Le LionVerd

World War II

The three departments of Calvados, Orne and Manche contain all the sites, museums and memorials and the important landmarks connected with D-Day and the battles which followed.

There are several museums including Musée Leclerc in Alençon, Muséemorial, Un Musée pour la Paix in Caen and also close to Caen is the Montormel Memorial.

Even today the remnants of the artificial Mulberry harbour at Arromanches are a vivid reminder of the scale of the undertaking. Arromanches is home to museum which houses amongst other things a model of the harbour and a film made by the British Admiralty which follows the course of the entire operation. While a nearby cinema offers a panoramic film 'The Price of Freedom' shown on 9 screens provides the sensation of being at the very heart of the operation.

There are many museums to visit including Musée Leclerc in Alençon, Muséemorial, Un Musée pour la Paix in Caen and also close to Caen is the Montormel Memorial.

Normandy is forever linked with the momentous events of June 1944 and the months which followed leading to the liberation of France and the rest of Europe.


The bridge over the River Orne here had been an important crossing point and therefore the village suffered greatly as the Allies fought with the retreating Germans.

The village was liberated on the 18th August 1944.


'Falaise is William’s birthplace and Caen home to his ducal château which is one of the largest fortified enclosures in Europe.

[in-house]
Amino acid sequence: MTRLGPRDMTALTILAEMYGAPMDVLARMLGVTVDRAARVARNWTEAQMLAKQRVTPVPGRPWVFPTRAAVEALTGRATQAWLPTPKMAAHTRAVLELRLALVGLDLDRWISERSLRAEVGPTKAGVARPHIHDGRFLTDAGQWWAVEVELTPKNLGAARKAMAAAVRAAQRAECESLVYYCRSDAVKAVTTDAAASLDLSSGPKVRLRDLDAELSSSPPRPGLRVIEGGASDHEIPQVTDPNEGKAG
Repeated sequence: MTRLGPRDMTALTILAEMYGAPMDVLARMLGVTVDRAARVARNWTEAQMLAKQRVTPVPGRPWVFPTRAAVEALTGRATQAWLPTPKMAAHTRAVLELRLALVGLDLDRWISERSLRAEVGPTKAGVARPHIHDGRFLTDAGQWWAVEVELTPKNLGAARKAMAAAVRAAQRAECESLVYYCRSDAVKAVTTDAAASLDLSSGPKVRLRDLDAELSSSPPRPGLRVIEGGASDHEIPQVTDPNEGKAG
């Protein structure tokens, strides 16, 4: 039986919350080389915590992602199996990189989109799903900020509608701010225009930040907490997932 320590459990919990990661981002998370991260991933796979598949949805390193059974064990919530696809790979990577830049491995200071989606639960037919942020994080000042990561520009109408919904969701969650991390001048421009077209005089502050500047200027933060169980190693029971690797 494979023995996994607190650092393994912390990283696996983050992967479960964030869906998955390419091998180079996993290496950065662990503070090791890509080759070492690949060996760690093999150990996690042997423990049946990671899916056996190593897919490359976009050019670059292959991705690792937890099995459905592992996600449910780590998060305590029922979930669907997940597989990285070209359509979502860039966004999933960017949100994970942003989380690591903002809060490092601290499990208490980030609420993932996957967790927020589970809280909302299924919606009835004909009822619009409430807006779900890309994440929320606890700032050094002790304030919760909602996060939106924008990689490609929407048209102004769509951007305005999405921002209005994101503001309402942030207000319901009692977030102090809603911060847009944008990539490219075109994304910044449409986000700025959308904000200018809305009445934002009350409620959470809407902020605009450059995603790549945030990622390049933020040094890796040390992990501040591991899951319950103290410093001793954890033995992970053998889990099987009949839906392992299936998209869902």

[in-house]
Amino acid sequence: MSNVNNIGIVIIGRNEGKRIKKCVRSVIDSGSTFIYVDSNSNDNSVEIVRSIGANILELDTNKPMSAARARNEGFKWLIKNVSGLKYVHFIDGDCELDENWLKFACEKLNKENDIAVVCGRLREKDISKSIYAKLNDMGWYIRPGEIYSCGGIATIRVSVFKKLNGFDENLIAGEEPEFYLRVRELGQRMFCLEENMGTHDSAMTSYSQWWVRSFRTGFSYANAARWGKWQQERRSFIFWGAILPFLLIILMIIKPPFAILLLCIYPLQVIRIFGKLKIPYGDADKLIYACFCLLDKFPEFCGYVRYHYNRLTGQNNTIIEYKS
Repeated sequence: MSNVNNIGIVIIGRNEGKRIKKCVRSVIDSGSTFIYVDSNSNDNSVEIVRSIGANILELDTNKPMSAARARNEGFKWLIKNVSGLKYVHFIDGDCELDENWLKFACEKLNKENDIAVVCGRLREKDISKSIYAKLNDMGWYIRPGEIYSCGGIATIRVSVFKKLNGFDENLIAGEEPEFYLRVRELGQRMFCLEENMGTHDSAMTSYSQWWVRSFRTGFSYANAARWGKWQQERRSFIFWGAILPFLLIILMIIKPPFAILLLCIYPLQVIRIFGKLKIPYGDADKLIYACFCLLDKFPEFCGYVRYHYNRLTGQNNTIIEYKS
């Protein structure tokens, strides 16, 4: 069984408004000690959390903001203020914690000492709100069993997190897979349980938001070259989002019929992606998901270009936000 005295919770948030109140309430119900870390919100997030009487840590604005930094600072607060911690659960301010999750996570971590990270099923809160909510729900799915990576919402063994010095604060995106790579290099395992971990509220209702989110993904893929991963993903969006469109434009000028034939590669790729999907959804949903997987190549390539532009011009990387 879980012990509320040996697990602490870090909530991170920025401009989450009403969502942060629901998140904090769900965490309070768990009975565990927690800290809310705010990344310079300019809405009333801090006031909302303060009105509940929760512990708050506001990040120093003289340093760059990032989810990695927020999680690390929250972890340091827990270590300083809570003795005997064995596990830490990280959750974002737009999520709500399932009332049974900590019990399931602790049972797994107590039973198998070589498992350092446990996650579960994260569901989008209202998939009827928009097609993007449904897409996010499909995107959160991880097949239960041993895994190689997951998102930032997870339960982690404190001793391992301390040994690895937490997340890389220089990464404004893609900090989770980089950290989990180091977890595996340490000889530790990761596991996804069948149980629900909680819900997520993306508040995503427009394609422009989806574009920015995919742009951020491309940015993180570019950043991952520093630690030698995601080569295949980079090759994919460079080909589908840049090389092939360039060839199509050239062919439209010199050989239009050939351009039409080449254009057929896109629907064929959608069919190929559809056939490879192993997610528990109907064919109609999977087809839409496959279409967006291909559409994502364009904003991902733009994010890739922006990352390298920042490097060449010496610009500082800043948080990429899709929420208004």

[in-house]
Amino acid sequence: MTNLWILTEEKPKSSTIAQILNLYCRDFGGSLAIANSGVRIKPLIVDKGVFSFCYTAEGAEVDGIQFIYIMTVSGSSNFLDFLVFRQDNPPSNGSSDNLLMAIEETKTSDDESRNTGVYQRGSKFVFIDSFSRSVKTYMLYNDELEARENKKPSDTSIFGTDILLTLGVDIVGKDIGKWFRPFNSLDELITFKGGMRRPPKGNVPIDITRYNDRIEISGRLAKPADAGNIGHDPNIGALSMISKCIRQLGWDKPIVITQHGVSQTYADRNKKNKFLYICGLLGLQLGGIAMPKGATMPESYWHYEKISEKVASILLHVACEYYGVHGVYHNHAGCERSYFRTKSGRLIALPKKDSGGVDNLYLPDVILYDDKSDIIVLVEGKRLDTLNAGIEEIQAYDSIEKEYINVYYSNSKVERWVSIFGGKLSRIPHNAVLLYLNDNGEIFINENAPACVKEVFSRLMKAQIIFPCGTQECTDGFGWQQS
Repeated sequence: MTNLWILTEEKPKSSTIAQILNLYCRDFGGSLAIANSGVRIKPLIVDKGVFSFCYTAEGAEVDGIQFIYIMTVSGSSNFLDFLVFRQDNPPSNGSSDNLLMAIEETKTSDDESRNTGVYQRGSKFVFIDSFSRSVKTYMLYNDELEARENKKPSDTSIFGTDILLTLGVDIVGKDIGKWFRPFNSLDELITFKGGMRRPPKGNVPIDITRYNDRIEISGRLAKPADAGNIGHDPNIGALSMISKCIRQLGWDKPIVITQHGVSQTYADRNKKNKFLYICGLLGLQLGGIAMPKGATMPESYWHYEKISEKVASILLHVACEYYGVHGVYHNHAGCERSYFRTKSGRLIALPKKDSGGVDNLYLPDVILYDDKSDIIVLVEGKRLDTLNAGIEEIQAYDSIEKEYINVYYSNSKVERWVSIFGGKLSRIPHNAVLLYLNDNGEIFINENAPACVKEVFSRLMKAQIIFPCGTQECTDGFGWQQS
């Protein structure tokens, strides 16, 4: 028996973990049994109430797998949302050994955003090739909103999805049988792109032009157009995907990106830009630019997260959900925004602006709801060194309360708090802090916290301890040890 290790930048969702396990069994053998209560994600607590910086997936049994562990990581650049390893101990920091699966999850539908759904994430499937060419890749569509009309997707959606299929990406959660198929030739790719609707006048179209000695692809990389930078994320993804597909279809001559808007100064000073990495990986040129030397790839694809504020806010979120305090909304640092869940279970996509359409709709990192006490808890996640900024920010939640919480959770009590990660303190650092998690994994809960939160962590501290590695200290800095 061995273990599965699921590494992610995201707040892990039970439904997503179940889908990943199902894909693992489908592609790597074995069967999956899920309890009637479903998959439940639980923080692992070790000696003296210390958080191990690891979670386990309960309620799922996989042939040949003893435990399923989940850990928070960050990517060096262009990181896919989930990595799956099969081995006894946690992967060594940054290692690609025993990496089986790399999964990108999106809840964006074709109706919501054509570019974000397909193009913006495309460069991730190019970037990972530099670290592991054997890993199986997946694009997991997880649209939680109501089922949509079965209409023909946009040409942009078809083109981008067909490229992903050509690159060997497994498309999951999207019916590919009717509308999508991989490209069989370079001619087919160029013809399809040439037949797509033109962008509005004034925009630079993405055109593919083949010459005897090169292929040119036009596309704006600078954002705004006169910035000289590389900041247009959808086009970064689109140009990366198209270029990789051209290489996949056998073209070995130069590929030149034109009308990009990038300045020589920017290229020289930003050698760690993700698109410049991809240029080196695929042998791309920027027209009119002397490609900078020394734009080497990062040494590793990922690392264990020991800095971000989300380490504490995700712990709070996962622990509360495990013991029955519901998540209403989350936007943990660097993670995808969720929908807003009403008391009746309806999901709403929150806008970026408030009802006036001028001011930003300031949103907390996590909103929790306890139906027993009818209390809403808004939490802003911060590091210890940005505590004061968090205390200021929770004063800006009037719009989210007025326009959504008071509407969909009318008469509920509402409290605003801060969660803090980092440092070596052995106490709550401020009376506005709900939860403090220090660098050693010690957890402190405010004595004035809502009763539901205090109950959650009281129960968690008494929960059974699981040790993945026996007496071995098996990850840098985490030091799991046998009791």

While in Bayeux you can visit the world famous tapestry recording his exploits.

William the Conqueror

Travel even further back into the Middle Ages.

Believed to have been built around 1100, in the medieval hilltop town of Domfront the remains of its walls and famous dungeon can be seen today.

Medieval times


History surrounds you and awaits to be discovered.

From Medieval times and William the Conqueror to the Second World War…..

View from the ruins of the Lion Verd

A Brief History of the Lion Verd

First Mentioned in a document dated 1623, the Lion Verd Hostel was built on the edge of the river next to the bridge by the Lord of Putanges.  The Hostel and three farms were generally let to the same tenant, who would then in turn sub-let the farms to maintain the Lion Verd.

The ‘Sergeant’ bedroom on the first floor would be used by the Lord as his court, and for other official meetings.

In 1689 documents records the poor conditions endured by the guests, with poor quality mattresses, no sheets, and broken furniture including:

In the kitchen, two big tables, four little benches, one big wooden chest, one big piece of tree trunk, one little military bed, one sideboard, one swing chair serving as a table, one big cracked cooking pot and two cooking tools holders.

In the ‘Sergeant’ bedroom, two beds, two tapestries, two used bed sheets, two tables, four old swing chairs, two chairs with one broken foot and finally one stepladder with one broken foot.

The story of the original Lion Verd building ends in August 1944. During the night of the 17th an ammunition truck immobilised near the hotel caught fire. The fire spread to the hotel, causing extensive damage.   At 11am the following morning, despite the heroic efforts of an English soldier who tried to extinguish the fire in the truck, it exploded demolishing the remains of the hotel.

A temporary wooden hotel was then built, until the current Lion Verd was constructed. It’s foundation stone was laid by local dignitaries and the  Italian builder Caesar Martinelli in 1949. The dated granite stone can be found outside the hotel to this day.